Homilies

1st Sunday in Lent
Gen. 2:7-9, 3:1-7; Rom. 5:12-19, Mt 4:1-11
We are Tempted like Jesus – Trust in Him

Preached by Msgr Philip Heng, SJ at Cathedral of the Good Shepherd - Singapore, on 23 March 2017

The background element that would be useful for us to understand the Temptations of Jesus, after fasting for 40 days and 40 nights in the desert, is the 40 years of desert experience of Israel after they were liberated from the political power and oppression of the Pharaoh in Egypt.  In the 40 years of desert experience, the Israelites, under the leadership of the Prophet Moses were tempted in many ways: On one occasion they were hungry and were unwilling to trust God for its subsistence (Ex 16: Dt 8:2-3).  On another occasion Israel demanded from God an extraordinary show of power (Dt 17:1-7).   Yet, on a third occasion, they made themselves an idol in the shape of a golden calf and worshipped it as a god (Ex 32, Dt 6:13). 

In today’s Gospel scene that we just heard proclaimed, Jesus was also tempted by Satan to the same kinds of temptations.  At the Baptism of Jesus in the River Jordan, the heavens opened, and God the Father proclaimed, “This is My Beloved Son with whom I am well pleased” (Mt 3:17).  Obedience to one’s father is the virtue of true sonship.  Thus, Satan wanted Jesus to rebel against His Father, through submitting to the temptations that he posed Jesus.  Where “Israel of old, (the disobedient “son” of Yahweh) failed, Jesus proved victorious. 

Since the Temptations of Jesus followed His Baptism, we as Christians too are expected to be tempted after our Baptism.  And as a son and daughter of God our Father, we too are expected to overcome the temptations that Satan would challenge us during our journey of faith while in this world.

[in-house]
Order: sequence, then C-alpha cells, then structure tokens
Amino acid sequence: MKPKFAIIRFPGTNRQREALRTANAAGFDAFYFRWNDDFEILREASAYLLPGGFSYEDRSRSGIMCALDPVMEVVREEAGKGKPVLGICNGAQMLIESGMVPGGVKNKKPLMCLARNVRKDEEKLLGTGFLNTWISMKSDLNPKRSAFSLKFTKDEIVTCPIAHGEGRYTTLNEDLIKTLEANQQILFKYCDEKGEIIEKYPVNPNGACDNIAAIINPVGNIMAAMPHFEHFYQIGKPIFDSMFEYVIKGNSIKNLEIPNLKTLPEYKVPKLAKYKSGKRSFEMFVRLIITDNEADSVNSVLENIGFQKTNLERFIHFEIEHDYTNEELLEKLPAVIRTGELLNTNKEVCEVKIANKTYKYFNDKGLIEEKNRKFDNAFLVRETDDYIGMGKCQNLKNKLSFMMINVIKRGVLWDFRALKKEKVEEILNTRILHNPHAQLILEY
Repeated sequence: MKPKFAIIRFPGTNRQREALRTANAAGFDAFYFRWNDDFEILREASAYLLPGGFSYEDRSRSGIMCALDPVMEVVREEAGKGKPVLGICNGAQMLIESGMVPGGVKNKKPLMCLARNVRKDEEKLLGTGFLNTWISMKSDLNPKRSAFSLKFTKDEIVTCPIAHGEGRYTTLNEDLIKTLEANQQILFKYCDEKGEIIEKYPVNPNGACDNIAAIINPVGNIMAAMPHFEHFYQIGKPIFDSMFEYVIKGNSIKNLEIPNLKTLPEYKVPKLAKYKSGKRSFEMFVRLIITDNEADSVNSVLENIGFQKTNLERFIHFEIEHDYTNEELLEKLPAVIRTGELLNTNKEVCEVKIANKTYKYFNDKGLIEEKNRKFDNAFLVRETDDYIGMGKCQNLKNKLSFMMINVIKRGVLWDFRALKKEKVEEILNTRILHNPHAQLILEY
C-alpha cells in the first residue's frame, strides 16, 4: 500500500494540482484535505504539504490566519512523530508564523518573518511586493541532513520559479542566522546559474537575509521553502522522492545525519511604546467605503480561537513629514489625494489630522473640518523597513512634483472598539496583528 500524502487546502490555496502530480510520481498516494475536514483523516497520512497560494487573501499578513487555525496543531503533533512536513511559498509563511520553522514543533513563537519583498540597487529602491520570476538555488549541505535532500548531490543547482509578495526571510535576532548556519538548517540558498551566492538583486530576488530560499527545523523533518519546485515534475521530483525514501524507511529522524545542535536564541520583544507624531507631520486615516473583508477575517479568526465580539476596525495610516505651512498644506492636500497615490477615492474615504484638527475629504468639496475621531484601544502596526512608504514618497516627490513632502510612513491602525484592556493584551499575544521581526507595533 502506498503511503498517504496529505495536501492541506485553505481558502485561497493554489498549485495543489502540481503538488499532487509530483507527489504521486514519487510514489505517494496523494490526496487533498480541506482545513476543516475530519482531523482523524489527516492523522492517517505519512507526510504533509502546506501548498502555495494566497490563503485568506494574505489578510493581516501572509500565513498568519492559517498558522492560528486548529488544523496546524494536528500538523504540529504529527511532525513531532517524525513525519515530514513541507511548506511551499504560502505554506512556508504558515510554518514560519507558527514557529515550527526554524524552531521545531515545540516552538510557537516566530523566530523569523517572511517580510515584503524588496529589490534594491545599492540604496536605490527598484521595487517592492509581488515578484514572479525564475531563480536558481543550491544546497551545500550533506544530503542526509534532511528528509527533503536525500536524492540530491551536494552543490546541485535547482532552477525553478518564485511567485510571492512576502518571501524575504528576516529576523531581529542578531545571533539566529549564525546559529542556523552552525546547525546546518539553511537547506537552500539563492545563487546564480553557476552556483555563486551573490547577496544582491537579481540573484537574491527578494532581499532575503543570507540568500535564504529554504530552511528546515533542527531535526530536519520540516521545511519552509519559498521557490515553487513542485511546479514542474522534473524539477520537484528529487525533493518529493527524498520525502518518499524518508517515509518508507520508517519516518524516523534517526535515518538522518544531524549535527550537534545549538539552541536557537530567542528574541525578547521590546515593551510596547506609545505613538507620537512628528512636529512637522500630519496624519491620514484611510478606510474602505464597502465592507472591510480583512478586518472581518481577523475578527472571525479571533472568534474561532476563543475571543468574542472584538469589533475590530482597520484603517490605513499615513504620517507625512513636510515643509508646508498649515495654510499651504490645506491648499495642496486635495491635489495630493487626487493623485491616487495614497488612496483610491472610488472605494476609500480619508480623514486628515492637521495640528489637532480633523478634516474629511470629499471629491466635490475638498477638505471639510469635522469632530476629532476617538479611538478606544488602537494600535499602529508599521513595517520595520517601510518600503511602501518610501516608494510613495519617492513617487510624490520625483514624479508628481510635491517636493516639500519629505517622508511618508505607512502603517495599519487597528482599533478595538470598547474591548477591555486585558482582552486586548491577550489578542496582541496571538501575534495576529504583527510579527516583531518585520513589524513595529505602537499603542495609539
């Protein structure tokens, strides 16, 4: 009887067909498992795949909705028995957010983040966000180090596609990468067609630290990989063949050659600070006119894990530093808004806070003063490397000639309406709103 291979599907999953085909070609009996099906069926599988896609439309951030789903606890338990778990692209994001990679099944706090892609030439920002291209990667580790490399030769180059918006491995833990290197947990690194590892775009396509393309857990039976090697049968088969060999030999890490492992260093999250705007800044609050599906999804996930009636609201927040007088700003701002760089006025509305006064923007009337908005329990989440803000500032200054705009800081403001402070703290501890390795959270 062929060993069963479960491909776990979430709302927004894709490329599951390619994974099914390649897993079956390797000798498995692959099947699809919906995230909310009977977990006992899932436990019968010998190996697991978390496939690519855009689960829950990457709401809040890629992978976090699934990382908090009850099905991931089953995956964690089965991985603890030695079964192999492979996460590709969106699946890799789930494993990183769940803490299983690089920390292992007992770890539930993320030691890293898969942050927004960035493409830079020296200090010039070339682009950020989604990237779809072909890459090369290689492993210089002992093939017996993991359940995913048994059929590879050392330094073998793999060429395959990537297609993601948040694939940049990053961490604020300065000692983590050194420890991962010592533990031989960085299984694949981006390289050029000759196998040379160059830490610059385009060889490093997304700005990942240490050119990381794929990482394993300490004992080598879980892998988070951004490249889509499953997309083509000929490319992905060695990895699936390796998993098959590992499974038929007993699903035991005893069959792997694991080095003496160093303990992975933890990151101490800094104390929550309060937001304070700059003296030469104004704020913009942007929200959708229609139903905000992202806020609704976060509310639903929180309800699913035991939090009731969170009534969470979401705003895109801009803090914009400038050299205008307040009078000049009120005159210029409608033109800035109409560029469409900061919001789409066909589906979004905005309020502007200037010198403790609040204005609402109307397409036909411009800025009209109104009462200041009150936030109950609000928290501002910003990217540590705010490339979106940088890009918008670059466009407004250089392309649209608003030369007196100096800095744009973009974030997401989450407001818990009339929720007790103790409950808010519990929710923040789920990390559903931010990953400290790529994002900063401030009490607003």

The first Temptation that Jesus encountered from Satan, was to use His divine power to turn the stones into bread.  Satan knew very well that Jesus had fasted for 40 days and 40 nights, and was feeling very hungry.  So Satan’s strategy was to appeal to Jesus’ weakness of hunger.  However, Jesus resisted the temptation and responded wisely and said, “Man does not live on bread alone, but every word that comes from the mouth of God.” 

In other words, Satan was tempting Jesus to do something good for Himself; that is to feed Himself as he deserves to eat from all the many days of fasting . . . otherwise, He would faint, destroy His health irreversibly and even die of hunger. 

My brothers and sisters in Christ, the temptations of Satan for believers like us who are trying to live our faith with greater fidelity is similar to those of Jesus.  Because we are trying to live our life in more wholesome and Christ-like ways, Satan would not simply tempt us to sin, by doing bad and evil things as this would be too obvious.  Instead, Satan would attract us to do the good that we humanly should do like eat when we are hungry . . . and do enjoy good food, that’s God’s gift to us and the like.  However, if we are not careful, the good that is in the consumption of food can become excessive and turn into gluttony or the lures into other forms of gratification that eventually can turn us into “self-centred persons” who then can become secular and materialistic in our outlook on life. 

This “First Temptation” of Jesus can be seen as a temptation of the lures of material riches and wealth of the secular world.  Doing well and becoming successful in the secular world is good in itself; a blessing from God.  However, if we are not careful and not grateful enough to God for all the blessings we have received, then we can gradually and eventually be lured by Satan into living a life that is over focused on wanting to accumulate more and more material wealth, and losing our focus on the God of our lives, and making our material wealth as being more important than the God who has given us the wealth and blessings in our lives.